Inflamed taste buds can cause tiny bumps to form along your tongue, causing soreness. Habitual teeth grinding is another contributor to tongue pain.
Do you smoke cigarettes? Excessive smoking can cause numerous mouth conditions and other health problems.
Stress also affects the tongue. You may have painful canker sores in your mouth. The cause of these ulcers is unclear, but stress can worsen the condition.
Tongue soreness may also be a sign of anemia, diabetes, and other health conditions.
Menopause can cause some women to experience burning tongue syndrome, sometimes called burning mouth syndrome. This condition involves painful, burning sensations that affect the tongue, gums, lips, cheeks, and roof of the mouth.
Chronic soreness and painful lumps may indicate oral cancer. As with all cancers, early detection is important for successful treatment. Ask your doctor or dentist for an oral cancer screening if you notice any of the early warning signs, including persistent tongue problems.
2. Strawberry Tongue
A strawberry tongue is named for the appearance of large taste buds dotting the tongue's surface. Many things can transform a healthy, pink tongue into a bright, red tongue that resembles a strawberry. A vitamin deficiency is the most common cause.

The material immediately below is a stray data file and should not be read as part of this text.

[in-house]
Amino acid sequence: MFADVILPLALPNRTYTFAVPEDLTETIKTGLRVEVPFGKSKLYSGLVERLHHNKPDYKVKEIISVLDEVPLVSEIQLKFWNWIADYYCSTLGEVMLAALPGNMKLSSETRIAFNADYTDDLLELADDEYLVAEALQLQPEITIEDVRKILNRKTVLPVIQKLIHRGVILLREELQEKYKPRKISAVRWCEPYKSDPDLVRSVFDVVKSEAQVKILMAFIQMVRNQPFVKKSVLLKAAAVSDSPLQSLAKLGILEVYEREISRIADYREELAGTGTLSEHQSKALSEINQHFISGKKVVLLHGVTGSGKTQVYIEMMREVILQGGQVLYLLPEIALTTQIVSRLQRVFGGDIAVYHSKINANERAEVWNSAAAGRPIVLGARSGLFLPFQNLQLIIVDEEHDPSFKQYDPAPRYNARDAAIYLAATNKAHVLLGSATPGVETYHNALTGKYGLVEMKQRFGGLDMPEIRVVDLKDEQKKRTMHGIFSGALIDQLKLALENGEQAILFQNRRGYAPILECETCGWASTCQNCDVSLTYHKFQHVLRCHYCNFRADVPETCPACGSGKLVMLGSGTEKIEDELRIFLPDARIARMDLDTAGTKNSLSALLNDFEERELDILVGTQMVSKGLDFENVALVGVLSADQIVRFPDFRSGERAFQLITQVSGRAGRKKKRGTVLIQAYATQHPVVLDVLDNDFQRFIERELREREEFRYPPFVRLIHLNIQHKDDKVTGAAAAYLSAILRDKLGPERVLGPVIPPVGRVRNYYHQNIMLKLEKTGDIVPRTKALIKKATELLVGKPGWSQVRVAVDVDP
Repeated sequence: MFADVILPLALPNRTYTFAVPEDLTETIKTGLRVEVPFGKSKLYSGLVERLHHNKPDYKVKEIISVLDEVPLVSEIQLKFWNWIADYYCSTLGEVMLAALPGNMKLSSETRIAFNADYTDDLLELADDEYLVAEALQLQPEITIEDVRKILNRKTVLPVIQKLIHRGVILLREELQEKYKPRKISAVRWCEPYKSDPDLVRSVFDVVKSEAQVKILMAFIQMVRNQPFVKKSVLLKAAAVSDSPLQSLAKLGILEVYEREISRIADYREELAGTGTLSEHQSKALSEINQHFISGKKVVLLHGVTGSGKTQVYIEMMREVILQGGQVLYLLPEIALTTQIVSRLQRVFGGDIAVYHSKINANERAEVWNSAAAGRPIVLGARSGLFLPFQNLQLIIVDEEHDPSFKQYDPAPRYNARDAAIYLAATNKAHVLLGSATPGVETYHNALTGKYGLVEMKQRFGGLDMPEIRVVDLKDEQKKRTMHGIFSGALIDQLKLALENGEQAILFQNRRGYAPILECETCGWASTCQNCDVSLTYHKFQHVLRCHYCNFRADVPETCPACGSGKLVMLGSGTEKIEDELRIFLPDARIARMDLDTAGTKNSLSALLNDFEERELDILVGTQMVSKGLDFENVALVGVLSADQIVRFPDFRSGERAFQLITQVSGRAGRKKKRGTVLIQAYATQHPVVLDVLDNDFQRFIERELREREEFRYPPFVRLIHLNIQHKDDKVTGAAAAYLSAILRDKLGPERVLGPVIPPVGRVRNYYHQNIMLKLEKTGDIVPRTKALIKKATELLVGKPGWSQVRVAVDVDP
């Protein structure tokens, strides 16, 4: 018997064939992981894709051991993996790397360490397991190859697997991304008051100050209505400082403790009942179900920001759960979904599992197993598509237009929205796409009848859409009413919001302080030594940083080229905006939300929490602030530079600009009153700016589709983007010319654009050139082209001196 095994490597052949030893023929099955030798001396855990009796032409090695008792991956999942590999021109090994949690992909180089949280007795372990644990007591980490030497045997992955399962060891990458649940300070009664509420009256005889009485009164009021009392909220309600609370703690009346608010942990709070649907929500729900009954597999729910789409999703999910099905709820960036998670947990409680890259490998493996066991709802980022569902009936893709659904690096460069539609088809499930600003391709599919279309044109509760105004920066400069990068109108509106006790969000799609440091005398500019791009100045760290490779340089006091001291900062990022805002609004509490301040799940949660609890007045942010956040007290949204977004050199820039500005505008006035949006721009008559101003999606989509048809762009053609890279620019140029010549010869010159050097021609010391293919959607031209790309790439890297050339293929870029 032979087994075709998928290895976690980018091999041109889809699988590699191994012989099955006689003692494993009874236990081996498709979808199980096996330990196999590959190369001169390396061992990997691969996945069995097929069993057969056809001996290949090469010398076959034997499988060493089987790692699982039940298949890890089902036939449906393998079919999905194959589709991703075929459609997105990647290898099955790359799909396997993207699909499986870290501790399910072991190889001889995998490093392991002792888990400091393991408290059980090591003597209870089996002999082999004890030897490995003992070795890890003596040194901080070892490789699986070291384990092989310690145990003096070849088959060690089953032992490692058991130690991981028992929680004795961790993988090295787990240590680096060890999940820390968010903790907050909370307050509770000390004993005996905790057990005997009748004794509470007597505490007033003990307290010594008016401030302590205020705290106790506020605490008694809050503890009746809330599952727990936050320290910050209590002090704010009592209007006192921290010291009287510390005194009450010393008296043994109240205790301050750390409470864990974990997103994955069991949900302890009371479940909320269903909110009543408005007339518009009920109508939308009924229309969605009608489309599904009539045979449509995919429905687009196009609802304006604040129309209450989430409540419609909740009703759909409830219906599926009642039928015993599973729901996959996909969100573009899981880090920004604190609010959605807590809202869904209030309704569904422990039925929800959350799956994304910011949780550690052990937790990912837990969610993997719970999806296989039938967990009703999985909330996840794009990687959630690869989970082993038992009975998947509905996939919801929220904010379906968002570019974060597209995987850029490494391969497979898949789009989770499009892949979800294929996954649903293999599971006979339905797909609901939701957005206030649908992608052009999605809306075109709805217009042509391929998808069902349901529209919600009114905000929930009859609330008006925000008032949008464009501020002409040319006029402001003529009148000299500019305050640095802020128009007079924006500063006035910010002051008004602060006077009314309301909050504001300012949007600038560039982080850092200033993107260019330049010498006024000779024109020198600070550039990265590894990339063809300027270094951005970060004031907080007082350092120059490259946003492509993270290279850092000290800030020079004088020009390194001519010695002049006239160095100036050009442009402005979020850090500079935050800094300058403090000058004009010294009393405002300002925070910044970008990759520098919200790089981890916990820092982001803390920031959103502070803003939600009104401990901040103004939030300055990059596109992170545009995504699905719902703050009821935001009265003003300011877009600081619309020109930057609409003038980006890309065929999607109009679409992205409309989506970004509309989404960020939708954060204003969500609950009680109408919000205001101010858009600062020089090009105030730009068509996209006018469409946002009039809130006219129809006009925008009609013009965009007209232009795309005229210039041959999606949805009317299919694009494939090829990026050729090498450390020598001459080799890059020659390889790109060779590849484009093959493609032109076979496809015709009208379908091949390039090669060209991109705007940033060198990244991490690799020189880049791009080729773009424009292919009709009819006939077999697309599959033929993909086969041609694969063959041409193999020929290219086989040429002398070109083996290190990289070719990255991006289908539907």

Your tongue may look red if your body is not getting enough vitamin B9 (folic acid), vitamin B12 (cobalamin) or other B complex vitamins. These nutrients help your body convert carbohydrates and other foods into energy.
Kawasaki syndrome, a rare childhood disease that affects the blood vessels, gives young children a strawberry tongue and red skin rashes. While these symptoms may scare parents, they can be treated with medications.
Scarlet fever, a once-feared childhood illness, also produces a strawberry tongue. Scarlet fever is uncommon today, and antibiotics can treat this high fever and streptococcal infection.
3. White Tongue